"I urge Government to recognise its responsibilities and commit to funding all 'sleep-ins' back payment liabilities. Assuming, as has been suggested by some, that providers can 'trade through' the crisis that is about to engulf children's and learning disability care would be a catastrophic mistake.
"As Government looks set to impose a new compliance regime for providers it might spare a thought for the people - young and old - whose lives depend on the future of high-quality, independently provided social care. Once it’s gone, it's gone."
For further information or to arrange interviews, please contact the Mencap press office on 020 7696 5414 or email@example.com or for out of hours 07770 656 659.
Notes to editors
1. ICHA member survey on impact of 'sleep-ins' back pay liabilities on independent children's homes sector – https://we.tl/fG8lKVNxO2
For further information please contact: firstname.lastname@example.org or telephone 07794 779893.
There are 1.4 million people with a learning disability in the UK. Mencap works to support people with a learning disability, their families and carers by fighting to change laws, improve services and access to education, employment and leisure facilities. Mencap supports thousands of people with a learning disability to live their lives the way they want.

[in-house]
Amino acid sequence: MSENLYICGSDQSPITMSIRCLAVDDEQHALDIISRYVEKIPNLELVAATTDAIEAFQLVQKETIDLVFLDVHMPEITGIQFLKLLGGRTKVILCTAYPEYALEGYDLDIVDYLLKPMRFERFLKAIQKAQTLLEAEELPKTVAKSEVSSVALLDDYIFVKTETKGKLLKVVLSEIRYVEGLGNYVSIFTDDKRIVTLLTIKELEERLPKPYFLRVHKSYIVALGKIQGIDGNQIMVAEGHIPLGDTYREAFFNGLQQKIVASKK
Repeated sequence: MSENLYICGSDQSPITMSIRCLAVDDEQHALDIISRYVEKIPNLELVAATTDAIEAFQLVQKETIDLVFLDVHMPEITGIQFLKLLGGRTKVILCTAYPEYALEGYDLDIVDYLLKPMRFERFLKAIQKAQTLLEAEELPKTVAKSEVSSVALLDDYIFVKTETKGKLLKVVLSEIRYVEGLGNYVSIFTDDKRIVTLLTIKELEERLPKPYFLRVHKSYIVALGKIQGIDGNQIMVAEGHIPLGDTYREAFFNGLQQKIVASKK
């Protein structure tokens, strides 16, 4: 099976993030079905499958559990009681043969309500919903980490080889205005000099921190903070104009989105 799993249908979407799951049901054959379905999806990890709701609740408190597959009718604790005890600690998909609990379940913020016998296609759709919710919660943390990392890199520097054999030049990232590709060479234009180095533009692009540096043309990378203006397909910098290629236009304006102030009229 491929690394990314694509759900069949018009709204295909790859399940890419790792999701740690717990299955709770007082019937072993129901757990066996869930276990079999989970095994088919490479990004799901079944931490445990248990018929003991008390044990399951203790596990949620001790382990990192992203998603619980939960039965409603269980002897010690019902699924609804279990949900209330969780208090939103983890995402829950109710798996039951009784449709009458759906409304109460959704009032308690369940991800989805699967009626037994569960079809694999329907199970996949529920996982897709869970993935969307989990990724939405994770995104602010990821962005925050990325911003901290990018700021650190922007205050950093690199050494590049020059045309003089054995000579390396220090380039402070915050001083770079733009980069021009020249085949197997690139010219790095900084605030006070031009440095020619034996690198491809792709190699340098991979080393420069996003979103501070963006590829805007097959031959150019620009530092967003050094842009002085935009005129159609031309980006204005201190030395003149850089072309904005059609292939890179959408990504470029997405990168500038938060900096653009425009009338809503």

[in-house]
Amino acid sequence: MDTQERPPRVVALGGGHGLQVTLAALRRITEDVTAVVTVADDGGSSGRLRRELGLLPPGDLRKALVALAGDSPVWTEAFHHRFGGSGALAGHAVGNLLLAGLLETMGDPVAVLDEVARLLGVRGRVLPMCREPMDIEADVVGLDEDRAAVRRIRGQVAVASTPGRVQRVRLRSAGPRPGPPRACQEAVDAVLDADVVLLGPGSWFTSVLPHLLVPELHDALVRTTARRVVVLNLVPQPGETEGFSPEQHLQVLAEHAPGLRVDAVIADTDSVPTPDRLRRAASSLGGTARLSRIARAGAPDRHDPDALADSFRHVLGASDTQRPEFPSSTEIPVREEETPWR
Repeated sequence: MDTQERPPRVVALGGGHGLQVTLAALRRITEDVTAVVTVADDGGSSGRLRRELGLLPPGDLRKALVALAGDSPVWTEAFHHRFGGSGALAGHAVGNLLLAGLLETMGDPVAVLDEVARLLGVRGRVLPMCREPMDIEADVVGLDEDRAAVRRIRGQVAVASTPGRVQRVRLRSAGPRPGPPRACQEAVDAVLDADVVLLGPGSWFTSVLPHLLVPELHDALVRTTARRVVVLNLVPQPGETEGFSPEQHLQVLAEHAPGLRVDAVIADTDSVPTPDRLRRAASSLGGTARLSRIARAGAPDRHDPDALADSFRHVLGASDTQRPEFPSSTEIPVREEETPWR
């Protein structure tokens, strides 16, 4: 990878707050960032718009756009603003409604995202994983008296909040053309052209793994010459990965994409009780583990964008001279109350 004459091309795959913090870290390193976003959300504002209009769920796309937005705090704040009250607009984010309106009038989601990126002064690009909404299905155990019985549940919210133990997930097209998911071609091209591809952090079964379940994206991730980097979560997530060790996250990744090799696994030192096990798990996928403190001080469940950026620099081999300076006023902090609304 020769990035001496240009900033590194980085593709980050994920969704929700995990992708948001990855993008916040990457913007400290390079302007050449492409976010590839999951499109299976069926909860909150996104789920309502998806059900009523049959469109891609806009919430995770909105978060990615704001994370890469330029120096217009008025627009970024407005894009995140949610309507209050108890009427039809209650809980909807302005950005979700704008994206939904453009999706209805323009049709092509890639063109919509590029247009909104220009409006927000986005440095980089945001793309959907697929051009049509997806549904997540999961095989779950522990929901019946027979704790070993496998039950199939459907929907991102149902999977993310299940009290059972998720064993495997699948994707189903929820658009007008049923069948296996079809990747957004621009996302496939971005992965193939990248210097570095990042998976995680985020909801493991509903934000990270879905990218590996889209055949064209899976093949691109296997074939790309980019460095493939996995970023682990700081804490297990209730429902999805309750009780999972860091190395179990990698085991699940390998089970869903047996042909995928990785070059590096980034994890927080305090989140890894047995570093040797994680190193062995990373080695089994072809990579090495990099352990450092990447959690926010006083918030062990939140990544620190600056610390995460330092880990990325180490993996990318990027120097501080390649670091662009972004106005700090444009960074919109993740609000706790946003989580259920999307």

For advice and information about learning disability and Mencap services in your area, contact the Learning Disability Helpline on 0808 808 1111 (9am-5pm, Monday-Friday) or email email@example.com.
What is a learning disability?
A learning disability is a reduced intellectual ability which can cause problems with everyday tasks – for example shopping and cooking, or travelling to new places – which affects someone for their whole life.
People with a learning disability can take longer to learn new things and may need support to develop new skills, understand difficult information and engage with other people. The level of support someone needs is different with every individual. For example, someone with a severe learning disability might need much more support with daily tasks than someone with a mild learning disability.
Learning disability is not a mental illness or a learning difficulty. Very often the term ‘learning difficulty’ is wrongly used interchangeably with ‘learning disability’.
2. National Association of Independent Schools and Non-Maintained Special Schools (NASS)
For further information please contact: firstname.lastname@example.org or telephone 0791 745 1812.
3. United Kingdom Homecare Association (UKHCA)
UKHCA, United Kingdom Homecare Association, is the professional association for homecare providers that represents around 2000 larger providers, the majority of whom deliver elder care.
For further information, please contact: email@example.com or telephone Michelle Gederon on 020 8661 8165.